Right off the bat, describe to me your brand voice. If you’re left stuttering, it suggests the tone you adopt for your content fluctuates, making it a struggle for customers to get a firm grasp of your brand and what it stands for.
Whether you produce your content in-house or you outsource the job to an agency, it’s crucial that the writer has a strong sense for your brand and is capable of applying that know-how into the written word. Only then will you be able to position yourself as an easily identified and authoritative source within your industry.
In an age when everybody and their aunt is producing content, you can’t afford to merely stick with the pack. You’ve got to embrace what is unique about your company and run with it.
Identifying your brand voice is a good place to start, and the Content Marketing Institute (CMI) has taken the time to outline five steps that will see you “establish, create, and maintain a desired brand voice to drive consistency in your content creation efforts”.
Step 1: Gather a truckload of your content
When we say truckload, we mean truckload. Sure, it might take a bit of time to bring all your videos, web pages and e-books together, but we never said this was a quick job. Once you have all your examples at arm’s reach, identify which of those that could be classified as unique to your brand. Gather these examples into a pile and ask your content marketing team to assemble in the meeting room for the next step.
Step 2: Review your unique content
This is your chance to bring the content team together to discuss the common themes across your selected pieces of content. What works? What doesn’t work so well? If you were to humanise your brand, how would you describe its personality? What characteristics make your brand unique?
They might sound like pretty straightforward questions but they often go unsaid, with most firms feeling like they’re having to play catch-up on content and therefore ‘streamline’ the preparation process. Now’s the chance to fill in the gaps – better late than never.
Step 3: Create a brand voice chart
We can’t take any credit at all for this suggestion – it’s all CMI’s work – but that’s not to say we won’t be using it. Once you’ve defined your brand voice, it’s time to create a brand voice chart, which makes concrete and fleshes out those characteristics you identified in step two.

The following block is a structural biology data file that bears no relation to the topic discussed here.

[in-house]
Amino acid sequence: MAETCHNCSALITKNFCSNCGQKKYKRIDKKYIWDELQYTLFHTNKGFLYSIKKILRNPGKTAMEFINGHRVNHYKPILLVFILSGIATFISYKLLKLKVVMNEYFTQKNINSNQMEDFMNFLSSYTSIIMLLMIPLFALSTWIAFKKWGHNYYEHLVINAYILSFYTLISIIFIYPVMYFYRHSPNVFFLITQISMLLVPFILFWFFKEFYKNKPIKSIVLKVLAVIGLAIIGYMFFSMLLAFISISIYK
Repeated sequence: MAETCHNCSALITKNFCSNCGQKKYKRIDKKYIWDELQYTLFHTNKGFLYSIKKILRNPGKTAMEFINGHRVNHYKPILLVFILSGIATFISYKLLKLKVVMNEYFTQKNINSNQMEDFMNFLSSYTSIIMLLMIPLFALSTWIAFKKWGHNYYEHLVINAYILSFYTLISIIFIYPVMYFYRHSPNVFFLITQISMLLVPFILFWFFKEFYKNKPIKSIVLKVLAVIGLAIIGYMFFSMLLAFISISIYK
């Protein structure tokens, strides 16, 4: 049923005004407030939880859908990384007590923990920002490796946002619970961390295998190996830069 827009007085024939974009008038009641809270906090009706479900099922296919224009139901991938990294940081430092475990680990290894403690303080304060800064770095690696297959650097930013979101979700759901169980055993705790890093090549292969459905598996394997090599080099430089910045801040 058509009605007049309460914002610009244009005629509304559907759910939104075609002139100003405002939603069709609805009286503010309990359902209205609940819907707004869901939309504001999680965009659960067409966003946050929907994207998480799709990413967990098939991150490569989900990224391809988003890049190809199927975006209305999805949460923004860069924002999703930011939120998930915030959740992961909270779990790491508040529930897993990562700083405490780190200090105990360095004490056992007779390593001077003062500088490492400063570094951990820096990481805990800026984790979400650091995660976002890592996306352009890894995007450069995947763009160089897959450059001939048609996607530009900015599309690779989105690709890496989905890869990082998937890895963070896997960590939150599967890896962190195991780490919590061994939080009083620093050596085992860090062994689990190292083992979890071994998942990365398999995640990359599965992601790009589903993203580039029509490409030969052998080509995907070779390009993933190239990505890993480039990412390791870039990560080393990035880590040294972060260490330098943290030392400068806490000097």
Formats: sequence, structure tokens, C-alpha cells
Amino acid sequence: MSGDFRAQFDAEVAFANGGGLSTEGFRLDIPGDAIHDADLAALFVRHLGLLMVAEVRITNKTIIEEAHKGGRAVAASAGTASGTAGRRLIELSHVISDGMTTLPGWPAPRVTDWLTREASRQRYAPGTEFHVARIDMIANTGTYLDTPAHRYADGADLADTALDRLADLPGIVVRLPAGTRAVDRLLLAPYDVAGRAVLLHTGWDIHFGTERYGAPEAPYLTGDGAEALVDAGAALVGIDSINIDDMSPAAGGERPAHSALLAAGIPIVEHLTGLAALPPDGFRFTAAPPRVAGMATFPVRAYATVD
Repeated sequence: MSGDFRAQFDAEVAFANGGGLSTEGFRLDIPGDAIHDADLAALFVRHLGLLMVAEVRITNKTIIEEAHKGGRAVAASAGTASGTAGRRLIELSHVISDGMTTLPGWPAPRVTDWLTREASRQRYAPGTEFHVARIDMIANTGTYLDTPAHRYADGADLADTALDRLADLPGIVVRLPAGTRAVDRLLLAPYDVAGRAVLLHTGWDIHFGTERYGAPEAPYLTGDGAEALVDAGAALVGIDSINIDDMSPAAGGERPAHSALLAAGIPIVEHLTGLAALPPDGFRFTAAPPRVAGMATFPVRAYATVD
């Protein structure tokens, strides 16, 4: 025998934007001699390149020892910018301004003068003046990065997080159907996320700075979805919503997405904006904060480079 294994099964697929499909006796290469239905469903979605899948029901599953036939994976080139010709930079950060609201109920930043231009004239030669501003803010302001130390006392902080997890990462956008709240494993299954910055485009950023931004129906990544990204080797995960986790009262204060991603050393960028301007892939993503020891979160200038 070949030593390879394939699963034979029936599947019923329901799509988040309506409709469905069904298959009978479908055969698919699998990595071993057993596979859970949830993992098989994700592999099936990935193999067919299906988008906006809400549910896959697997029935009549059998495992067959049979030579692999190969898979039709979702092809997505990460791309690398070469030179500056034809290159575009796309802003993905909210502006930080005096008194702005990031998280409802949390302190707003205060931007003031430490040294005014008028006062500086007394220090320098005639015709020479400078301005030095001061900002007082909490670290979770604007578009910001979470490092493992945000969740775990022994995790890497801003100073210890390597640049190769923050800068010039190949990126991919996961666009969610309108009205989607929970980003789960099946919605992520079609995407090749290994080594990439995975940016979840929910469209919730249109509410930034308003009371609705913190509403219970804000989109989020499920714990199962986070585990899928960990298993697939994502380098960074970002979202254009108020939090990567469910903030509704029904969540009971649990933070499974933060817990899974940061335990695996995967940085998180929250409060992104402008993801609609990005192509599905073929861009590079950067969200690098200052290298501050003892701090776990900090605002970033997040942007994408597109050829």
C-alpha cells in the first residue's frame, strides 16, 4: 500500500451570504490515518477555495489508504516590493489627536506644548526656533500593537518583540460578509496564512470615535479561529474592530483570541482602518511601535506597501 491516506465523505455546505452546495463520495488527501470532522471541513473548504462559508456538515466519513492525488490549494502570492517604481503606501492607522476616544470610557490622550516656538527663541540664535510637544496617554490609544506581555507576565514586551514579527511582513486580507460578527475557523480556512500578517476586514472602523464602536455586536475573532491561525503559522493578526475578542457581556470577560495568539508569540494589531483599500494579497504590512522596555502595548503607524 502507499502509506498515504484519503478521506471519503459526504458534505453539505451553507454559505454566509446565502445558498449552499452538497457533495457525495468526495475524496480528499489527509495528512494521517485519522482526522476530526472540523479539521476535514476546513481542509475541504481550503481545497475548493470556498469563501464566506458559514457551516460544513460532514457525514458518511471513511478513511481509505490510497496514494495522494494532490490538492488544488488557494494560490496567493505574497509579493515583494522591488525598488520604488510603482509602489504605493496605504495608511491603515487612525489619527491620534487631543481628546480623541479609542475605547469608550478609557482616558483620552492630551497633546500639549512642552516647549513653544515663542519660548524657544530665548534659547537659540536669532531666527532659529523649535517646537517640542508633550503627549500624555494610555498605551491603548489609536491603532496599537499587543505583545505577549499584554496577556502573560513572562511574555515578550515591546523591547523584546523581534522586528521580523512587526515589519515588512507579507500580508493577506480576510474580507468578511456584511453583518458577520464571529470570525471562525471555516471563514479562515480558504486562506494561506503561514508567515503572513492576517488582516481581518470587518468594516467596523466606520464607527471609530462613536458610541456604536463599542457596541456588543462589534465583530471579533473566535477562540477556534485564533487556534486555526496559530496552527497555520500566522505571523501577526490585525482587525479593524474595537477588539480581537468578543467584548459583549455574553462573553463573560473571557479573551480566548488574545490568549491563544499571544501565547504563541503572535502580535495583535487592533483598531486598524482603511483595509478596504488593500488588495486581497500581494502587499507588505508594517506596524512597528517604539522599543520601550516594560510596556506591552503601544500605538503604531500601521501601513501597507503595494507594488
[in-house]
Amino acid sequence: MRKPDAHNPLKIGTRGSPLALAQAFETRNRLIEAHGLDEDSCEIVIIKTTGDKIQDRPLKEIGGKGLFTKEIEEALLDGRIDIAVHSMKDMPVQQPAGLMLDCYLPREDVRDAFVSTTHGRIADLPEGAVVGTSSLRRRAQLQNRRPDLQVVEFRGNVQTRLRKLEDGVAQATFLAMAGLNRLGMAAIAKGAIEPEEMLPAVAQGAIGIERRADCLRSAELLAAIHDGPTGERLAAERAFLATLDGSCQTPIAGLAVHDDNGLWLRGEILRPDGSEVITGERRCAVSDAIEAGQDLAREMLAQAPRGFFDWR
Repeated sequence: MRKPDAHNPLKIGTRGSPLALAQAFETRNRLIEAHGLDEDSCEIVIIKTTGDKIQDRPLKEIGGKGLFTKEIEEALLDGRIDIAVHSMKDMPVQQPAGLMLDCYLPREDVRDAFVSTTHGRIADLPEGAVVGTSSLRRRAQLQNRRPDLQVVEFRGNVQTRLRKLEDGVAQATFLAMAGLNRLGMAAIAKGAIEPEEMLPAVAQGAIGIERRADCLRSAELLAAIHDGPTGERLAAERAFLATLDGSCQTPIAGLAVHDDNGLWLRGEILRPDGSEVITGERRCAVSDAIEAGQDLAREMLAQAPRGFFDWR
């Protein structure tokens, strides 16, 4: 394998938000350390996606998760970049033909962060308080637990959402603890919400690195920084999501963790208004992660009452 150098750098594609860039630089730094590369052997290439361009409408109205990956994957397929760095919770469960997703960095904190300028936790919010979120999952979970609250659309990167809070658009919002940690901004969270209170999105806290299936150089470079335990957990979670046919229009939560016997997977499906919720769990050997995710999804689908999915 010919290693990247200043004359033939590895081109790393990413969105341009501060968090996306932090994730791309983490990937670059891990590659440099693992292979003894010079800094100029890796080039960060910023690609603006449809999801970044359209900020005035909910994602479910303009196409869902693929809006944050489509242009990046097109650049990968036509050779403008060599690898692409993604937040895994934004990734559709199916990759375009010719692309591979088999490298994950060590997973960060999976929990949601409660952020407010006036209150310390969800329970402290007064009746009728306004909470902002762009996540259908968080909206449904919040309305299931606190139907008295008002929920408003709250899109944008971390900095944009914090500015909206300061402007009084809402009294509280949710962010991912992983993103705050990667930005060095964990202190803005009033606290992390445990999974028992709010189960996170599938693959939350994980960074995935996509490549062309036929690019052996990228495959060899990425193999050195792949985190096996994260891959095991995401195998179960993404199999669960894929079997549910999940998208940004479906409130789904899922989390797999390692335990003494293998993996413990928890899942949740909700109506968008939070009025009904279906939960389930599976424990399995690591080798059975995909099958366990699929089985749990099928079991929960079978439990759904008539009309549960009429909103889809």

Alongside each characteristic, describe how it applies to your brand specifically, followed by do’s and don’ts columns. Make it the go-to document for writers to ensure they truly understand what it is that characterises your brand – it’ll save a good deal of time in the long run, not to mention make your content efforts so much more effective.
Step 4: Bring the chart to the writers
You can’t expect just to be able to upload your brand voice chart onto the shared drive and have it make complete sense. Sit down with your writers – or get them on the phone if you outsource – and walk them through the chart, bringing in some examples to illustrate your point.
It wouldn’t hurt to show them some poor examples too, as a means to highlight what it would take to bring these in line with the brand voice.
Step 5: Regularly review the brand voice chart
The brand voice chart is not set in stone. Naturally, as your business evolves, so should your messaging. Every few months, bring the marketing team together in order to review whether the chart is still relevant – bearing in mind new competitors and feedback from the social media team (as they are the ones sharing the content, therefore gauging customer engagement).Ben Hollom
October 23, 2015